... to destruction by many enemies, the worst of which is fire. From 8,000,000 to 12,000,000 acres of forest lands annually are burned over by destructive fires. These fires are started in many different ways. They may be caused by sparks or hot ashes from a locomotive. Lightning strikes in many forests every summer, particularly those of the Western States, ...
— The School Book of Forestry • Charles Lathrop Pack

... the story of the Cyclops with one eye (the crater) in their forehead. But the mountain of Radicofani must have been a volcano anterior even to Aetna; it presents the image of an ancient world destroyed by fire. ...
— After Waterloo: Reminiscences of European Travel 1815-1819 • Major W. E Frye

... its special taste and culture, if, that is, he took down and carried over to his own collection the four Barbizon pictures he had given them. The still sky-blue walls, tile green curtains patterned with red flowers and ferns; the crewel-worked fire-screen before the cast-iron grate; the mahogany cupboard with glass windows, full of little knickknacks; the beaded footstools; Keats, Shelley, Southey, Cowper, Coleridge, Byron's Corsair (but nothing else), and the Victorian poets in a bookshelf row; the marqueterie cabinet lined with dim ...
— Forsyte Saga • John Galsworthy

... with a long, penetrating glance. The youthful fire in which the noble duke had spoken appeared to move the king. He extended his hand and pressed the duke's in his own. Then he said softly: "You are yourself one of the most influential members of ...
— Marie Antoinette And Her Son • Louise Muhlbach

... translator's obvious effort to put fire into the passage, his failure is all too evident. Even the ornament of these lines—to which there is nothing to correspond in the original—only makes ...
— An Essay Toward a History of Shakespeare in Norway • Martin Brown Ruud

... bustling in, looking very strong, and speaking in a loud cheerful voice, and all the while she was there she gave quick glances round her at everything in the room. Ruth was well enough to be up, and was sitting in a big chair by the nursery fire, with picture-books and toys near; but she was not looking at them. Her eyes were fixed thoughtfully on the fire, and her mind was full of the kitchen cat. She had tried to write to it, but the words would not come, and her fingers trembled so much ...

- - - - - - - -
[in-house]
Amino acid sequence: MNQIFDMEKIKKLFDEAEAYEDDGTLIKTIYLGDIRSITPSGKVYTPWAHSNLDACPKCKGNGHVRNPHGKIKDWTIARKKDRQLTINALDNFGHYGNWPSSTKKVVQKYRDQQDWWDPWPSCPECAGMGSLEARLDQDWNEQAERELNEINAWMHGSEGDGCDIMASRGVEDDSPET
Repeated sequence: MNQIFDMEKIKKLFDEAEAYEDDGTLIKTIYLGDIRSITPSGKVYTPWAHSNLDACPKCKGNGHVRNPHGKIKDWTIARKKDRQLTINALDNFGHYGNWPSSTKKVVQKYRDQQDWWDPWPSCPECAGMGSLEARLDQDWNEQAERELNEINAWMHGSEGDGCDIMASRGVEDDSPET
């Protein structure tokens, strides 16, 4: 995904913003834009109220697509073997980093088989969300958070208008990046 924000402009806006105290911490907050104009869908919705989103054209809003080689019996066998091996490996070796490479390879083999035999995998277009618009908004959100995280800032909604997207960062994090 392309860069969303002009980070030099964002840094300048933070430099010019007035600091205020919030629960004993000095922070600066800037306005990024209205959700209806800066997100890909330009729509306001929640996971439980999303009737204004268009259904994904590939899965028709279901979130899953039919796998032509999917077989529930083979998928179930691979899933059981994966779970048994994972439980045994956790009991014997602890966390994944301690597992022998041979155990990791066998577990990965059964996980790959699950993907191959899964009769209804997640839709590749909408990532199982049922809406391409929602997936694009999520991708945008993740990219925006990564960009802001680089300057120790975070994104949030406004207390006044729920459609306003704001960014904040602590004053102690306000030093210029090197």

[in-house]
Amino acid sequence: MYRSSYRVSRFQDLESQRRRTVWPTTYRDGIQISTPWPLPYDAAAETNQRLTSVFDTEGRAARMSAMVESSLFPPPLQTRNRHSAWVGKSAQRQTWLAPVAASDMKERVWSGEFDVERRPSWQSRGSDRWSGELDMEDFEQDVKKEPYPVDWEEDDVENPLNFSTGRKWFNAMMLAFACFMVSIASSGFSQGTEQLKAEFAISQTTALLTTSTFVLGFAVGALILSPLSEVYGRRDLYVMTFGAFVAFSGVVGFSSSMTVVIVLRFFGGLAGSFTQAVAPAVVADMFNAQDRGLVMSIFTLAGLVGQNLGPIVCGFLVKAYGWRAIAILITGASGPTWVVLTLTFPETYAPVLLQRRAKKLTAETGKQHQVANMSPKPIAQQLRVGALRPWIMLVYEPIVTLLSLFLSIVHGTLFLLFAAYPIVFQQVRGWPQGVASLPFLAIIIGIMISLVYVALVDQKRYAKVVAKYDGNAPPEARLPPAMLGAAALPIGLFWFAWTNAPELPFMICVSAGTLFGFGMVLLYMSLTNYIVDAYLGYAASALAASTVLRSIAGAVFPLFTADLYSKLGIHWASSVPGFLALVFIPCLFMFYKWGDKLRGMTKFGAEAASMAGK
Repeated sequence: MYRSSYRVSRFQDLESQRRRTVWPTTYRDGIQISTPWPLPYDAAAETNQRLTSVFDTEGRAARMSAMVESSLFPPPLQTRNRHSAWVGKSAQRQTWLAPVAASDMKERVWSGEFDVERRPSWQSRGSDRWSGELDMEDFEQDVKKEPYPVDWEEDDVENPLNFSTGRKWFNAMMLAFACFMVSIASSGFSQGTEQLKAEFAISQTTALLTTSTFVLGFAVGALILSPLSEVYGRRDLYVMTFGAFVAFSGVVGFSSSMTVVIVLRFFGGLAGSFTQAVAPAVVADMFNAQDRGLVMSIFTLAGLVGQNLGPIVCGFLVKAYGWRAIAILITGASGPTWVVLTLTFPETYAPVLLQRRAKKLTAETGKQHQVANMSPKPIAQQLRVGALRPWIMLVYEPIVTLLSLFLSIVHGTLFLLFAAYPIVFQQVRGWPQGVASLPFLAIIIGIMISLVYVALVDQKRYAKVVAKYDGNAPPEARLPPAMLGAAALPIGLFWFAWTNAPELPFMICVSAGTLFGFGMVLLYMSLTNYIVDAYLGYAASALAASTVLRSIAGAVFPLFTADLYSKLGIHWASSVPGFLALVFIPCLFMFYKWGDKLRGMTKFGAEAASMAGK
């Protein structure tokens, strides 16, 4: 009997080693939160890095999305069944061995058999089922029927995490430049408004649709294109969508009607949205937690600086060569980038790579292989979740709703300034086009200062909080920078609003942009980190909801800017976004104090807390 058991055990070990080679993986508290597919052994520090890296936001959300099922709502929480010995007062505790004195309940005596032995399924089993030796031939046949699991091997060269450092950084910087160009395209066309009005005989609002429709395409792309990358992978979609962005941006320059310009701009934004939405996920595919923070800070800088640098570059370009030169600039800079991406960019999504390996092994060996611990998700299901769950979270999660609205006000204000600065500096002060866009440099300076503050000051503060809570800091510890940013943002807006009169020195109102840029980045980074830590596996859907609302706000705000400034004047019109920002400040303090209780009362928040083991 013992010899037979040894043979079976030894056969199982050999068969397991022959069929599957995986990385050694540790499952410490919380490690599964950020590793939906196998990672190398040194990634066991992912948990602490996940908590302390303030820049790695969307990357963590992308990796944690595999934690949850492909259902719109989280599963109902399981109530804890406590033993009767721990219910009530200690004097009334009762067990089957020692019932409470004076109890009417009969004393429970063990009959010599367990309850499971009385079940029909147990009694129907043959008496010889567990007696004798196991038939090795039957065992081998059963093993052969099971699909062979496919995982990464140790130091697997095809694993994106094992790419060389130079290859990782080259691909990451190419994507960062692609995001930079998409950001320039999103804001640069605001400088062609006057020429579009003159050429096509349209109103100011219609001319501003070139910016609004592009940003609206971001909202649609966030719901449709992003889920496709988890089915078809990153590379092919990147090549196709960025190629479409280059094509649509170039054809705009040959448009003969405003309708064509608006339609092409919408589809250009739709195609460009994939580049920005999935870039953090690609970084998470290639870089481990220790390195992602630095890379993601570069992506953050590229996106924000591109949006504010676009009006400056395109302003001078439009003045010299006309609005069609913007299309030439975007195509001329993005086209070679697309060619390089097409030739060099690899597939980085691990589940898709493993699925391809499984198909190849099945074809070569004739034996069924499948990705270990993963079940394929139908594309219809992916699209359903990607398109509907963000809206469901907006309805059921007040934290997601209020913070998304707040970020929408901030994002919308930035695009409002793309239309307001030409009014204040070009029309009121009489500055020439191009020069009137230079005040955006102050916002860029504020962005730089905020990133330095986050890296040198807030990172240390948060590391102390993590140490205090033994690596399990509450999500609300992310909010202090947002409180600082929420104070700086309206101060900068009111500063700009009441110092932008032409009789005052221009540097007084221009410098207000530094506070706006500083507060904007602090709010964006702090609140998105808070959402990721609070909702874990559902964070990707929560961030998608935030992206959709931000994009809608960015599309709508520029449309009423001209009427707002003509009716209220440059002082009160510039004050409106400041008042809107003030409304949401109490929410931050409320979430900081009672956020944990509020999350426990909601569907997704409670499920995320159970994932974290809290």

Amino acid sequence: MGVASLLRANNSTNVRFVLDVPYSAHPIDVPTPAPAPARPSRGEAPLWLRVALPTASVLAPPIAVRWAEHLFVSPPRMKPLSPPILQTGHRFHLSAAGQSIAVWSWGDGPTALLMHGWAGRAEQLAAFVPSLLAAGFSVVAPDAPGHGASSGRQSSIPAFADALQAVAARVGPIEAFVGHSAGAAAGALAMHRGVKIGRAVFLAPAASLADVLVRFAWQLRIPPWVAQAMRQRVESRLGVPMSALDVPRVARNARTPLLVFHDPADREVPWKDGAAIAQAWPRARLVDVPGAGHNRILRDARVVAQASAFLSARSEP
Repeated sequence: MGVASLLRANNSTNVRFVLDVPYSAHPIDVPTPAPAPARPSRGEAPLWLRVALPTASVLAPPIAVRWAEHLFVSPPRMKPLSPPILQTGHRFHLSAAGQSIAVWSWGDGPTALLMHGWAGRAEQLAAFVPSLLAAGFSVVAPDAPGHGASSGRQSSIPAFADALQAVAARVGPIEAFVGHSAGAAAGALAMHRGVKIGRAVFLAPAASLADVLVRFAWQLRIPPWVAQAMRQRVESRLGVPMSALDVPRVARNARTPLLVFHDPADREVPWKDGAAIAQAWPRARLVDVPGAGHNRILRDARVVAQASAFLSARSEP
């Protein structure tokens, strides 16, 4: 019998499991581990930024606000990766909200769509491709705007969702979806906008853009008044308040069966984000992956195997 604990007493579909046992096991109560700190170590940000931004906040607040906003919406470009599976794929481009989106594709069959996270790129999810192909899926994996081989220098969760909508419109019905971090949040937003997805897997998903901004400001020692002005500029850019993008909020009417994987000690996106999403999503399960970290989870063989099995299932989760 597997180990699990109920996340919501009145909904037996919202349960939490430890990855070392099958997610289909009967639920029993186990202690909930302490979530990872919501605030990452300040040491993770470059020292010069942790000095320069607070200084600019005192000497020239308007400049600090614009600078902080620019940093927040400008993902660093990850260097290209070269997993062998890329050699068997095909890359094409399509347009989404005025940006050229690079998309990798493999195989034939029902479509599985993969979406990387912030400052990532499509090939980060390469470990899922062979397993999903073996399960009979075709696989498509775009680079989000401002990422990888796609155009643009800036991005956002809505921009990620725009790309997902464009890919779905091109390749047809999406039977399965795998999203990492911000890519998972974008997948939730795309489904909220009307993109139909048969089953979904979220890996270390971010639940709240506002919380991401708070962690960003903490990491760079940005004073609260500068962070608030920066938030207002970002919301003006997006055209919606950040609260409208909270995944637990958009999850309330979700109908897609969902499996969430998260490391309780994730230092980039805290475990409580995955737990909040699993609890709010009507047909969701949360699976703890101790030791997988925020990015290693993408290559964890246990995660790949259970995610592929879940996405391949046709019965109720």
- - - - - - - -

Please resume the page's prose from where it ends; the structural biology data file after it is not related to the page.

— The Kitchen Cat, and other Tales • Amy Walton

... voice." "Oh," exclaimed our heroine, "let one touch of compassion approach thy soul. Indeed, my lord, I can never have you. Release me, and I will forgive what is past, and Damon shall never notice it." "Zounds and fire!" cried the peer, "dost thou think to prevail with me by the motives of a coward? But why dost thou talk of Damon? Look on me. Behold this purple coat, and fine toupee. Think on my estate, and think on ...
— Damon and Delia - A Tale • William Godwin

... steadily upon the appalling fearfulness of sin, and upon its terrific issues. At all costs we must get rid of the spurious gentleness that holds compromise with uncleanness, that effeminate affection which is destitute of holy fire. We must seek the love which burns everlastingly against all sin; we must seek the gentleness which can fiercely grip a poisonous growth and tear it out to its last hidden root. We must seek that holy love which ...